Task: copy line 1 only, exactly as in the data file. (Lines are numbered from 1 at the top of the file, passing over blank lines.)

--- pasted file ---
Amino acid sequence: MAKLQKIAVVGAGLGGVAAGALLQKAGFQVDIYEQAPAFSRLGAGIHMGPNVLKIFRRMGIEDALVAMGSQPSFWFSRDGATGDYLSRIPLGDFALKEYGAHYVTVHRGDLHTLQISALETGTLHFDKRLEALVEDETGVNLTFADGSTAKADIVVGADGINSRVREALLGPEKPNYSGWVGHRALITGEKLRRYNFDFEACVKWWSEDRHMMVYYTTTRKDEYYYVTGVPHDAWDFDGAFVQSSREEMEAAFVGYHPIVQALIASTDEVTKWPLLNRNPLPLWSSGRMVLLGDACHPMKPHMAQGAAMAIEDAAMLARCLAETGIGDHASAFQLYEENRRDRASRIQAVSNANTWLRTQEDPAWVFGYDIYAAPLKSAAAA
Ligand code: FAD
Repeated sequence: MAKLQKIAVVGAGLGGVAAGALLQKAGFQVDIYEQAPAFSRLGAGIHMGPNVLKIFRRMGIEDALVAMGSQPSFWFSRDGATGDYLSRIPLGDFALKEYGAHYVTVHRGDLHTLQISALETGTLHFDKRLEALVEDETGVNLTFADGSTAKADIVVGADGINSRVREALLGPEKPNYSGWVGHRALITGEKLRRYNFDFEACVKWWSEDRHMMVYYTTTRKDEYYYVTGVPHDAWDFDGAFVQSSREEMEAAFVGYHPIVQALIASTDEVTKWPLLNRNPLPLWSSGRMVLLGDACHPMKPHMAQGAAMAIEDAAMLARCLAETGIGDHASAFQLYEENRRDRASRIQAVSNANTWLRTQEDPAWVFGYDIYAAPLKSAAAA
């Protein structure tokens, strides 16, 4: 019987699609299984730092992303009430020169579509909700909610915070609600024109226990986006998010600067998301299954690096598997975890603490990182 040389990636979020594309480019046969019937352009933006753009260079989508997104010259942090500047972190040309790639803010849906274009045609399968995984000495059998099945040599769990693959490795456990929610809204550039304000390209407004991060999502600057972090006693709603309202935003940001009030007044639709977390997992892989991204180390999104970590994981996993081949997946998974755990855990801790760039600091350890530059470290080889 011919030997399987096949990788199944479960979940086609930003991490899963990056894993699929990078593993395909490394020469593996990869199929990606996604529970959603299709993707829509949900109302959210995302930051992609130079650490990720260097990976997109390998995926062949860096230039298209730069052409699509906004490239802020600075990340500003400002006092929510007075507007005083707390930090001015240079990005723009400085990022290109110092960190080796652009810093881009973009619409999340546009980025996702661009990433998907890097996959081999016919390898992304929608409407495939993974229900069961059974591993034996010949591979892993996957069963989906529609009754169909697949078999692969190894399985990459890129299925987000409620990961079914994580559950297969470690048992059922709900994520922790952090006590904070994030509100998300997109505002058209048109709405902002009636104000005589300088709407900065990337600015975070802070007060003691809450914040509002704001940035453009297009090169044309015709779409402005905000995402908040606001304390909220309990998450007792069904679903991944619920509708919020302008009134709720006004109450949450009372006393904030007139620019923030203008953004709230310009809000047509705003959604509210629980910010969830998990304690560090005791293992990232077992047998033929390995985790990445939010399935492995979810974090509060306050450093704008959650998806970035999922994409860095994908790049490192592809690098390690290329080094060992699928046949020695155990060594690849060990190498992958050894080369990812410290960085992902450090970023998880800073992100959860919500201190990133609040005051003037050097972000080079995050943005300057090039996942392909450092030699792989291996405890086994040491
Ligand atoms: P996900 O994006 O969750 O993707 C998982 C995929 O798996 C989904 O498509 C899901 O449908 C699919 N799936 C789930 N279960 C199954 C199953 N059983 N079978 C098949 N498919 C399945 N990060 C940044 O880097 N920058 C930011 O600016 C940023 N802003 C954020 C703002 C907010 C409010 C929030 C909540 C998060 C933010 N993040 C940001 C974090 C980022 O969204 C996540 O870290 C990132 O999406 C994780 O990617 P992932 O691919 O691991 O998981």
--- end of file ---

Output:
Amino acid sequence: MAKLQKIAVVGAGLGGVAAGALLQKAGFQVDIYEQAPAFSRLGAGIHMGPNVLKIFRRMGIEDALVAMGSQPSFWFSRDGATGDYLSRIPLGDFALKEYGAHYVTVHRGDLHTLQISALETGTLHFDKRLEALVEDETGVNLTFADGSTAKADIVVGADGINSRVREALLGPEKPNYSGWVGHRALITGEKLRRYNFDFEACVKWWSEDRHMMVYYTTTRKDEYYYVTGVPHDAWDFDGAFVQSSREEMEAAFVGYHPIVQALIASTDEVTKWPLLNRNPLPLWSSGRMVLLGDACHPMKPHMAQGAAMAIEDAAMLARCLAETGIGDHASAFQLYEENRRDRASRIQAVSNANTWLRTQEDPAWVFGYDIYAAPLKSAAAA